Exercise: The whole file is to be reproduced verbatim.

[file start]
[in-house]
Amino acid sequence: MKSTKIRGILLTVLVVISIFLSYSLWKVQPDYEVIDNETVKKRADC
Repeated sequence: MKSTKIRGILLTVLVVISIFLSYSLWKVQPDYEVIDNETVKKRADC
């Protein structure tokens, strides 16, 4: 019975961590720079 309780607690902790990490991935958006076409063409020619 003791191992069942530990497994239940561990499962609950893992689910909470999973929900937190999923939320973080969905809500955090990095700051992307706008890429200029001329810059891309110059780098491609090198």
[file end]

[in-house]
Amino acid sequence: MKSTKIRGILLTVLVVISIFLSYSLWKVQPDYEVIDNETVKKRADC
Repeated sequence: MKSTKIRGILLTVLVVISIFLSYSLWKVQPDYEVIDNETVKKRADC
């Protein structure tokens, strides 16, 4: 019975961590720079 309780607690902790990490991935958006076409063409020619 003791191992069942530990497994239940561990499962609950893992689910909470999973929900937190999923939320973080969905809500955090990095700051992307706008890429200029001329810059891309110059780098491609090198």